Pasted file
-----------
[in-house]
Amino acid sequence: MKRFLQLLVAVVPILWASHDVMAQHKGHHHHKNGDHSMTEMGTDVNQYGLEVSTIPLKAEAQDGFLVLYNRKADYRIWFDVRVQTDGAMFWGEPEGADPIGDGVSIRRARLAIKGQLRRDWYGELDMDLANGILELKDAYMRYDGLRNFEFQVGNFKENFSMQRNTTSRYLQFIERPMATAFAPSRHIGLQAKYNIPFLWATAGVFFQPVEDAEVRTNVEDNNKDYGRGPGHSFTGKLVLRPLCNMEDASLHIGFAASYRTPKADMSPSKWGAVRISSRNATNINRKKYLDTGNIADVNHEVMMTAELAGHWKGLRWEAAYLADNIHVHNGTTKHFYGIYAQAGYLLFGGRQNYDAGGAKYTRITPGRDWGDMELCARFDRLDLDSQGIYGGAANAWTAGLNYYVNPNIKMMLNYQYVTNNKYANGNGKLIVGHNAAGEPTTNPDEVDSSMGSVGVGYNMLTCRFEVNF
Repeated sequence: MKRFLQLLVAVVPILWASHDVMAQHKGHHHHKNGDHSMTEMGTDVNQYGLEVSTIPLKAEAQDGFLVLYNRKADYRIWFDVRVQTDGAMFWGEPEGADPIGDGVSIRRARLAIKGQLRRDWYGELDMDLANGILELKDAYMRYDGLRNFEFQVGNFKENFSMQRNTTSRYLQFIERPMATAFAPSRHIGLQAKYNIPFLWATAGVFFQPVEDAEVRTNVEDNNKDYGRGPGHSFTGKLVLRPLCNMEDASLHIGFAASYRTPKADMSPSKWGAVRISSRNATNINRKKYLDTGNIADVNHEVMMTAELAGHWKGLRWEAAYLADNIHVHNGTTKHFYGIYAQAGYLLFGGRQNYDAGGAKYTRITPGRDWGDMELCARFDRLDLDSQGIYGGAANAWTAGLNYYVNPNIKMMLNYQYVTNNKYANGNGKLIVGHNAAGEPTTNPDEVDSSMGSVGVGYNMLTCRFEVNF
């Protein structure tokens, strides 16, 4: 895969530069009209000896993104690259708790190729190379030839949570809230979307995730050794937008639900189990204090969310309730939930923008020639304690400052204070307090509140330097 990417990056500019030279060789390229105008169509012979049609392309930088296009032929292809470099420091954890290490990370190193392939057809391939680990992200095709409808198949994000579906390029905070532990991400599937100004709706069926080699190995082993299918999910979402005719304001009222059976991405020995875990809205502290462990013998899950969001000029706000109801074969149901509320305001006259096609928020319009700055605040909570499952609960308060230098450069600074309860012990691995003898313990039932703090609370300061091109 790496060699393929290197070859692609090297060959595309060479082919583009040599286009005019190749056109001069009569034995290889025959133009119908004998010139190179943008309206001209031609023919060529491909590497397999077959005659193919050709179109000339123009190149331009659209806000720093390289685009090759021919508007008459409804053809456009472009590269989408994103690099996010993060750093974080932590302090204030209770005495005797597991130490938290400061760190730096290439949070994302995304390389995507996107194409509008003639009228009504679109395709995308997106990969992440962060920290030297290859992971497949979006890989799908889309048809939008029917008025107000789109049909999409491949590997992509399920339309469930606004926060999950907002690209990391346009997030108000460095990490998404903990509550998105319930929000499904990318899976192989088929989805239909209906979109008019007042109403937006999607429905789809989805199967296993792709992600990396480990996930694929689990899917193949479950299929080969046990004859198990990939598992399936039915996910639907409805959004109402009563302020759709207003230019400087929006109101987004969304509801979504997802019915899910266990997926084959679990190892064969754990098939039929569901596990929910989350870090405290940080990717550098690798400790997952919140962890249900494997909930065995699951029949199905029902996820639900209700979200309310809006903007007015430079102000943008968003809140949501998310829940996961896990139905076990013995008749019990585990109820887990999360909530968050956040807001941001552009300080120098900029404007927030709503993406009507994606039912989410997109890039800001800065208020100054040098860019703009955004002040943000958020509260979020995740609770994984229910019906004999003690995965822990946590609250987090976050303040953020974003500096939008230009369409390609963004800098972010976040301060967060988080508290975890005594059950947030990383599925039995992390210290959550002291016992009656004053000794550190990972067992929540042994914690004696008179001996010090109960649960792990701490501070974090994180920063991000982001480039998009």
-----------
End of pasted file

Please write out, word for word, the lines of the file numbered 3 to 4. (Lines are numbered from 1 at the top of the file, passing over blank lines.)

Repeated sequence: MKRFLQLLVAVVPILWASHDVMAQHKGHHHHKNGDHSMTEMGTDVNQYGLEVSTIPLKAEAQDGFLVLYNRKADYRIWFDVRVQTDGAMFWGEPEGADPIGDGVSIRRARLAIKGQLRRDWYGELDMDLANGILELKDAYMRYDGLRNFEFQVGNFKENFSMQRNTTSRYLQFIERPMATAFAPSRHIGLQAKYNIPFLWATAGVFFQPVEDAEVRTNVEDNNKDYGRGPGHSFTGKLVLRPLCNMEDASLHIGFAASYRTPKADMSPSKWGAVRISSRNATNINRKKYLDTGNIADVNHEVMMTAELAGHWKGLRWEAAYLADNIHVHNGTTKHFYGIYAQAGYLLFGGRQNYDAGGAKYTRITPGRDWGDMELCARFDRLDLDSQGIYGGAANAWTAGLNYYVNPNIKMMLNYQYVTNNKYANGNGKLIVGHNAAGEPTTNPDEVDSSMGSVGVGYNMLTCRFEVNF
């Protein structure tokens, strides 16, 4: 895969530069009209000896993104690259708790190729190379030839949570809230979307995730050794937008639900189990204090969310309730939930923008020639304690400052204070307090509140330097 990417990056500019030279060789390229105008169509012979049609392309930088296009032929292809470099420091954890290490990370190193392939057809391939680990992200095709409808198949994000579906390029905070532990991400599937100004709706069926080699190995082993299918999910979402005719304001009222059976991405020995875990809205502290462990013998899950969001000029706000109801074969149901509320305001006259096609928020319009700055605040909570499952609960308060230098450069600074309860012990691995003898313990039932703090609370300061091109 790496060699393929290197070859692609090297060959595309060479082919583009040599286009005019190749056109001069009569034995290889025959133009119908004998010139190179943008309206001209031609023919060529491909590497397999077959005659193919050709179109000339123009190149331009659209806000720093390289685009090759021919508007008459409804053809456009472009590269989408994103690099996010993060750093974080932590302090204030209770005495005797597991130490938290400061760190730096290439949070994302995304390389995507996107194409509008003639009228009504679109395709995308997106990969992440962060920290030297290859992971497949979006890989799908889309048809939008029917008025107000789109049909999409491949590997992509399920339309469930606004926060999950907002690209990391346009997030108000460095990490998404903990509550998105319930929000499904990318899976192989088929989805239909209906979109008019007042109403937006999607429905789809989805199967296993792709992600990396480990996930694929689990899917193949479950299929080969046990004859198990990939598992399936039915996910639907409805959004109402009563302020759709207003230019400087929006109101987004969304509801979504997802019915899910266990997926084959679990190892064969754990098939039929569901596990929910989350870090405290940080990717550098690798400790997952919140962890249900494997909930065995699951029949199905029902996820639900209700979200309310809006903007007015430079102000943008968003809140949501998310829940996961896990139905076990013995008749019990585990109820887990999360909530968050956040807001941001552009300080120098900029404007927030709503993406009507994606039912989410997109890039800001800065208020100054040098860019703009955004002040943000958020509260979020995740609770994984229910019906004999003690995965822990946590609250987090976050303040953020974003500096939008230009369409390609963004800098972010976040301060967060988080508290975890005594059950947030990383599925039995992390210290959550002291016992009656004053000794550190990972067992929540042994914690004696008179001996010090109960649960792990701490501070974090994180920063991000982001480039998009």